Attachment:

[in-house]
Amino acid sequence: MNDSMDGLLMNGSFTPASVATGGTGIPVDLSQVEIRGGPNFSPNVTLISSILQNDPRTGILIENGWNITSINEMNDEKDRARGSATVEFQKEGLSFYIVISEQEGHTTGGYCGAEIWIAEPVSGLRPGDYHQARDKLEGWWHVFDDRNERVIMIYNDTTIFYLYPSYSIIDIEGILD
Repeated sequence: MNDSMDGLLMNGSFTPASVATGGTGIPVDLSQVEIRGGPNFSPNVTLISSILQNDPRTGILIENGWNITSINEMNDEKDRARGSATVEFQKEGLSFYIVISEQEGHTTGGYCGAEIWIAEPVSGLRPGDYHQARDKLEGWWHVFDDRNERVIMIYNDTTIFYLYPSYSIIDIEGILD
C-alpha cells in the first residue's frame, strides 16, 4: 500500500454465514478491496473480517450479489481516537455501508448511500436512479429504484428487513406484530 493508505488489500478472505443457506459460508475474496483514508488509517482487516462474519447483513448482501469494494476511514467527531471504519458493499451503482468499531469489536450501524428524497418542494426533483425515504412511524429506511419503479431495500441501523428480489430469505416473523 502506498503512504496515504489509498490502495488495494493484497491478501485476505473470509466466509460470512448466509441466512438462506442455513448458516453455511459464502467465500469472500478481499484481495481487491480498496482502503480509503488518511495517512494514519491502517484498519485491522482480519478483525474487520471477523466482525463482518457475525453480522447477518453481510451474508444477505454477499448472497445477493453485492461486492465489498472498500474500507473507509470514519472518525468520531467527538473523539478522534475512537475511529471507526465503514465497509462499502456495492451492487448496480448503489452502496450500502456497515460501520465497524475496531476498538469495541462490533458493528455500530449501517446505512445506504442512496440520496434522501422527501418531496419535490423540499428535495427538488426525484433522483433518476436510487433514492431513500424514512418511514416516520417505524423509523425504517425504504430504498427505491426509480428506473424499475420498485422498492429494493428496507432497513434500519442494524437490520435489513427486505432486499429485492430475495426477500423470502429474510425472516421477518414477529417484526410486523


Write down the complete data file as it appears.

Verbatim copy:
[in-house]
Amino acid sequence: MNDSMDGLLMNGSFTPASVATGGTGIPVDLSQVEIRGGPNFSPNVTLISSILQNDPRTGILIENGWNITSINEMNDEKDRARGSATVEFQKEGLSFYIVISEQEGHTTGGYCGAEIWIAEPVSGLRPGDYHQARDKLEGWWHVFDDRNERVIMIYNDTTIFYLYPSYSIIDIEGILD
Repeated sequence: MNDSMDGLLMNGSFTPASVATGGTGIPVDLSQVEIRGGPNFSPNVTLISSILQNDPRTGILIENGWNITSINEMNDEKDRARGSATVEFQKEGLSFYIVISEQEGHTTGGYCGAEIWIAEPVSGLRPGDYHQARDKLEGWWHVFDDRNERVIMIYNDTTIFYLYPSYSIIDIEGILD
C-alpha cells in the first residue's frame, strides 16, 4: 500500500454465514478491496473480517450479489481516537455501508448511500436512479429504484428487513406484530 493508505488489500478472505443457506459460508475474496483514508488509517482487516462474519447483513448482501469494494476511514467527531471504519458493499451503482468499531469489536450501524428524497418542494426533483425515504412511524429506511419503479431495500441501523428480489430469505416473523 502506498503512504496515504489509498490502495488495494493484497491478501485476505473470509466466509460470512448466509441466512438462506442455513448458516453455511459464502467465500469472500478481499484481495481487491480498496482502503480509503488518511495517512494514519491502517484498519485491522482480519478483525474487520471477523466482525463482518457475525453480522447477518453481510451474508444477505454477499448472497445477493453485492461486492465489498472498500474500507473507509470514519472518525468520531467527538473523539478522534475512537475511529471507526465503514465497509462499502456495492451492487448496480448503489452502496450500502456497515460501520465497524475496531476498538469495541462490533458493528455500530449501517446505512445506504442512496440520496434522501422527501418531496419535490423540499428535495427538488426525484433522483433518476436510487433514492431513500424514512418511514416516520417505524423509523425504517425504504430504498427505491426509480428506473424499475420498485422498492429494493428496507432497513434500519442494524437490520435489513427486505432486499429485492430475495426477500423470502429474510425472516421477518414477529417484526410486523